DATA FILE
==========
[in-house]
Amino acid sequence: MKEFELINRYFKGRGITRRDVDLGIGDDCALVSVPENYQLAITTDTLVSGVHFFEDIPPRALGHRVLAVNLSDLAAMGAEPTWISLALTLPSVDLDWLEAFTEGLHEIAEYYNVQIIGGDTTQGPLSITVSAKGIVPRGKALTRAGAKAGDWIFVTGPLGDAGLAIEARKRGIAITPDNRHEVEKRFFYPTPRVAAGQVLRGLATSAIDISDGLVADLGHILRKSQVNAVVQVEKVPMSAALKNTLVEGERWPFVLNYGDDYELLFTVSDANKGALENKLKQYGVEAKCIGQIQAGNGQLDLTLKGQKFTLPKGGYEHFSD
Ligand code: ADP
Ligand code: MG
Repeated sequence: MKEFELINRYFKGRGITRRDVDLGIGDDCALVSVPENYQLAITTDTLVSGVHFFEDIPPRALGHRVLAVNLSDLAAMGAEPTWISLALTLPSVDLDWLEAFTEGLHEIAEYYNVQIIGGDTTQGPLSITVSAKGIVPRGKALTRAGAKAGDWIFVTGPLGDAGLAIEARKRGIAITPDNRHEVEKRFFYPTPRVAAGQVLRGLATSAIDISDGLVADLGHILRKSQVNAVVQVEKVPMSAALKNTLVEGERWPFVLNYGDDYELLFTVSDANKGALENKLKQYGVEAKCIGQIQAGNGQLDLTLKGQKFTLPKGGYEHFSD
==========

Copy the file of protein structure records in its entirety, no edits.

[in-house]
Amino acid sequence: MKEFELINRYFKGRGITRRDVDLGIGDDCALVSVPENYQLAITTDTLVSGVHFFEDIPPRALGHRVLAVNLSDLAAMGAEPTWISLALTLPSVDLDWLEAFTEGLHEIAEYYNVQIIGGDTTQGPLSITVSAKGIVPRGKALTRAGAKAGDWIFVTGPLGDAGLAIEARKRGIAITPDNRHEVEKRFFYPTPRVAAGQVLRGLATSAIDISDGLVADLGHILRKSQVNAVVQVEKVPMSAALKNTLVEGERWPFVLNYGDDYELLFTVSDANKGALENKLKQYGVEAKCIGQIQAGNGQLDLTLKGQKFTLPKGGYEHFSD
Ligand code: ADP
Ligand code: MG
Repeated sequence: MKEFELINRYFKGRGITRRDVDLGIGDDCALVSVPENYQLAITTDTLVSGVHFFEDIPPRALGHRVLAVNLSDLAAMGAEPTWISLALTLPSVDLDWLEAFTEGLHEIAEYYNVQIIGGDTTQGPLSITVSAKGIVPRGKALTRAGAKAGDWIFVTGPLGDAGLAIEARKRGIAITPDNRHEVEKRFFYPTPRVAAGQVLRGLATSAIDISDGLVADLGHILRKSQVNAVVQVEKVPMSAALKNTLVEGERWPFVLNYGDDYELLFTVSDANKGALENKLKQYGVEAKCIGQIQAGNGQLDLTLKGQKFTLPKGGYEHFSD